Geothermal heat pumps making a difference

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Lessons learned from our neighbors to the south…

Below is an article that demonstrates the power of GSHP’s if & when they are deployed on a larger scale than ever before.  We still have much to learn from our best & most trusted allies.  Is Canada ever going to use the 30% tax credit example that has stimulated the geo industry in the USA?

Geothermal is a proven renewable power source, but there are almost always new horizons to explore in any technology. Office of Energy Efficiency and Renewable Energy (EERE) efforts to research, develop and deploy geothermal technologies has resulted in making a difference in the lives of American consumers, reports the U.S. Department of Energy.

In 2009, the Department of Energy (DOE) selected 26 geothermal heat pump (GHP) projects, also known as ground source heat pumps, and awarded them funding under the American Recovery and Reinvestment Act. The projects were selected and funded through EERE’s Geothermal Technologies Office and administered by the Building Technologies Office. Through this effort, DOE sought to advance GHP technology as well as reduce initial costs of deployment. In doing so, DOE also documented a range of consumer benefits from using this energy-efficient technology.

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GHP projects provide significant benefits, including consumer energy savings and greenhouse gas emissions reductions. When Oak Ridge National Laboratory (ORNL) selected six of these projects for a case study, the lab found that GHP systems saved 33-65 percent in energy use compared with baseline HVAC systems and cut CO2 emissions by 25-65 percent. An earlier report by ORNL analyzing national benefits of GHP systems found that replacing all existing residential space-heating, space-cooling and water-heating systems in U.S. single-family homes with properly designed, installed and operated state-of-the-art GHP systems would yield the following benefits annually: GHP is a highly efficient technology gaining wide acceptance for both residential and commercial buildings. GHPs are used for space heating and cooling, as well as water heating. Rather than producing heat through the combustion of fossil fuels, GHPs use natural heat stored in the shallow subsurface of the earth to provide space heating and water heating, and use the ground as a heat sink for space cooling, since the ground is generally cooler than ambient air during summer & significantly warmer than the ambient air during the winter months.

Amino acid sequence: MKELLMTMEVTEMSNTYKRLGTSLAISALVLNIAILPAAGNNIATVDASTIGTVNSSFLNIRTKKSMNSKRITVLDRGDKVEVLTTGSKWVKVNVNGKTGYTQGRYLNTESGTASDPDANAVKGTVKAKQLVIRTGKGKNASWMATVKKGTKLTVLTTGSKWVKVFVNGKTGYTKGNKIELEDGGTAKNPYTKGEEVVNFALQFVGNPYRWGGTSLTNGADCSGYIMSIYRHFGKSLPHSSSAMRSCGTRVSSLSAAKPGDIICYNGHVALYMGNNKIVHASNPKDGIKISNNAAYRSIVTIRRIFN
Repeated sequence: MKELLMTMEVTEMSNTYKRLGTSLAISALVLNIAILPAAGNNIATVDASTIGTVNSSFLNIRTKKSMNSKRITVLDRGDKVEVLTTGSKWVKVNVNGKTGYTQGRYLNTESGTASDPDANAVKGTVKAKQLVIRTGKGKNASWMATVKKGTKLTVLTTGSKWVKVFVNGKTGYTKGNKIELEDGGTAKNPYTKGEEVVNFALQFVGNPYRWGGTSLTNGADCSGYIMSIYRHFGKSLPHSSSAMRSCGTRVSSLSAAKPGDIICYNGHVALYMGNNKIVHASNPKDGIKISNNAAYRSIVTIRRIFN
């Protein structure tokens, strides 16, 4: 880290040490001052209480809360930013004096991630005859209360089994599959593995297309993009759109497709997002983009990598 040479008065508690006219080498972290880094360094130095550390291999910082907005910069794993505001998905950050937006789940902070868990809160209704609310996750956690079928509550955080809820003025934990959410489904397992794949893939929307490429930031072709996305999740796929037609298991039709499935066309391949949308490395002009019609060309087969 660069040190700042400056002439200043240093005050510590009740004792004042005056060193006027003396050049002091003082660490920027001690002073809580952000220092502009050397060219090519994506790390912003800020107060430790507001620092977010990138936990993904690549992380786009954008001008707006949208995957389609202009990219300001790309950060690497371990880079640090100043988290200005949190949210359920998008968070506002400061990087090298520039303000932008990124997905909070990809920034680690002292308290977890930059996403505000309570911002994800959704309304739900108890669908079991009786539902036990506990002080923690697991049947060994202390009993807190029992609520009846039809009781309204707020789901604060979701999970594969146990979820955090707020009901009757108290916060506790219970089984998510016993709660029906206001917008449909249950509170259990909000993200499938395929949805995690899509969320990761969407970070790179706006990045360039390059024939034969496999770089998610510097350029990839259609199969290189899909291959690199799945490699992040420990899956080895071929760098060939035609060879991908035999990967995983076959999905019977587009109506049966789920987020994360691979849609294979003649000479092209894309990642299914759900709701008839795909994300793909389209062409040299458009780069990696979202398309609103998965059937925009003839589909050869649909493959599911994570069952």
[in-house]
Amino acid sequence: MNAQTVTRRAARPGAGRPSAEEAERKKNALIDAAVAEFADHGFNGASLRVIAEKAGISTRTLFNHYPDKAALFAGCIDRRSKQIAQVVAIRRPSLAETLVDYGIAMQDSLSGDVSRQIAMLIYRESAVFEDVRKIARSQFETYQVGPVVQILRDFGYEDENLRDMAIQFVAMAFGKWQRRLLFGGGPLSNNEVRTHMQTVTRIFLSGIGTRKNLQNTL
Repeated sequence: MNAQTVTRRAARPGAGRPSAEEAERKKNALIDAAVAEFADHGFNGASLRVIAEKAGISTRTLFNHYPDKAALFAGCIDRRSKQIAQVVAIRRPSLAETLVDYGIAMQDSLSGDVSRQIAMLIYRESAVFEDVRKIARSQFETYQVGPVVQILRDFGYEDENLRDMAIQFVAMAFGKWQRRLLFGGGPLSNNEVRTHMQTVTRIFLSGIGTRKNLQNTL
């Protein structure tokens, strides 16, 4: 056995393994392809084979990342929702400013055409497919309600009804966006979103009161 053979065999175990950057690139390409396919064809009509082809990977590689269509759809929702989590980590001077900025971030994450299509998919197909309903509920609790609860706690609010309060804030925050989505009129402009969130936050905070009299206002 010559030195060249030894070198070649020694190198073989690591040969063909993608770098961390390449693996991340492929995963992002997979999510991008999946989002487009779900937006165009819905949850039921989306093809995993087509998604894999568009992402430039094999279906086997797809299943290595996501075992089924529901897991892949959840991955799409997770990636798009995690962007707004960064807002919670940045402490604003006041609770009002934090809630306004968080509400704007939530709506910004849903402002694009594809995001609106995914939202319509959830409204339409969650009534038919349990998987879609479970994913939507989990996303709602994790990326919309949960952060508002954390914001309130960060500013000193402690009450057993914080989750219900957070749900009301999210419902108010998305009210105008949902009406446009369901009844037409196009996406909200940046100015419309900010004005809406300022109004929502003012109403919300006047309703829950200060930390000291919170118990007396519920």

• cut more than 270 million metric tons of CO2 emissions (a 45.3 percent reduction) in existing U.S. single-family homes
  • save more than $50 billion in energy (a 48.2 percent savings)
  • reduce 216 gigawatts in summer peak electrical demand (a 56.1 percent reduction).

Although this study represents a best-case scenario, it demonstrates the consumer benefits that could result from widely adopting this energy-efficient option. The energy savings unleashed can far outweigh the initial costs of GHP systems. Additionally, GHPs installed in new or existing homes (in the USA) by Dec. 31, 2016, are eligible for a 30 percent federal tax credit.

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